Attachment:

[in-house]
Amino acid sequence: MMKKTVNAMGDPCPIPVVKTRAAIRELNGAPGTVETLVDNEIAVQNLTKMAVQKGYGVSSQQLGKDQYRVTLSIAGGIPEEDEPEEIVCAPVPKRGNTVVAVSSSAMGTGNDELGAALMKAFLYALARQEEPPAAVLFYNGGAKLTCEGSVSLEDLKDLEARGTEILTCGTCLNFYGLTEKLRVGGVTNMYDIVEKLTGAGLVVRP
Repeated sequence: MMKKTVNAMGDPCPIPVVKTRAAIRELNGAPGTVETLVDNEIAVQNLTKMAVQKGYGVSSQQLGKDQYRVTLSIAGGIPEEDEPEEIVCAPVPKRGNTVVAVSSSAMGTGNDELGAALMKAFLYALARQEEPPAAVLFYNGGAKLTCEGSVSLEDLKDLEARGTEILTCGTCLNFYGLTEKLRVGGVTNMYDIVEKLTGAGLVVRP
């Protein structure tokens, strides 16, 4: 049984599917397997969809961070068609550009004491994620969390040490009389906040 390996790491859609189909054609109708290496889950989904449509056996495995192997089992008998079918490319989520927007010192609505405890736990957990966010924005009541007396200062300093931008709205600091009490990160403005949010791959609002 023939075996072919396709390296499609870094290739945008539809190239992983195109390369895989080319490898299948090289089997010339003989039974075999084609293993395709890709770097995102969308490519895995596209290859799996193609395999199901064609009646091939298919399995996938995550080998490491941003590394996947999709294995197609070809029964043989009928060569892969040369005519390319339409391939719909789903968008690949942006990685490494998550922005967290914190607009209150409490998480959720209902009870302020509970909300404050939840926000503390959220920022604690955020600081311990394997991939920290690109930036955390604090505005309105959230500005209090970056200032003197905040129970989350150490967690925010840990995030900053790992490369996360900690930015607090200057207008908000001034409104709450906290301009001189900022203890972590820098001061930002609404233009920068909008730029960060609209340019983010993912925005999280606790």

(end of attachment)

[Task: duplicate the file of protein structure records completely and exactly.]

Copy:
[in-house]
Amino acid sequence: MMKKTVNAMGDPCPIPVVKTRAAIRELNGAPGTVETLVDNEIAVQNLTKMAVQKGYGVSSQQLGKDQYRVTLSIAGGIPEEDEPEEIVCAPVPKRGNTVVAVSSSAMGTGNDELGAALMKAFLYALARQEEPPAAVLFYNGGAKLTCEGSVSLEDLKDLEARGTEILTCGTCLNFYGLTEKLRVGGVTNMYDIVEKLTGAGLVVRP
Repeated sequence: MMKKTVNAMGDPCPIPVVKTRAAIRELNGAPGTVETLVDNEIAVQNLTKMAVQKGYGVSSQQLGKDQYRVTLSIAGGIPEEDEPEEIVCAPVPKRGNTVVAVSSSAMGTGNDELGAALMKAFLYALARQEEPPAAVLFYNGGAKLTCEGSVSLEDLKDLEARGTEILTCGTCLNFYGLTEKLRVGGVTNMYDIVEKLTGAGLVVRP
């Protein structure tokens, strides 16, 4: 049984599917397997969809961070068609550009004491994620969390040490009389906040 390996790491859609189909054609109708290496889950989904449509056996495995192997089992008998079918490319989520927007010192609505405890736990957990966010924005009541007396200062300093931008709205600091009490990160403005949010791959609002 023939075996072919396709390296499609870094290739945008539809190239992983195109390369895989080319490898299948090289089997010339003989039974075999084609293993395709890709770097995102969308490519895995596209290859799996193609395999199901064609009646091939298919399995996938995550080998490491941003590394996947999709294995197609070809029964043989009928060569892969040369005519390319339409391939719909789903968008690949942006990685490494998550922005967290914190607009209150409490998480959720209902009870302020509970909300404050939840926000503390959220920022604690955020600081311990394997991939920290690109930036955390604090505005309105959230500005209090970056200032003197905040129970989350150490967690925010840990995030900053790992490369996360900690930015607090200057207008908000001034409104709450906290301009001189900022203890972590820098001061930002609404233009920068909008730029960060609209340019983010993912925005999280606790």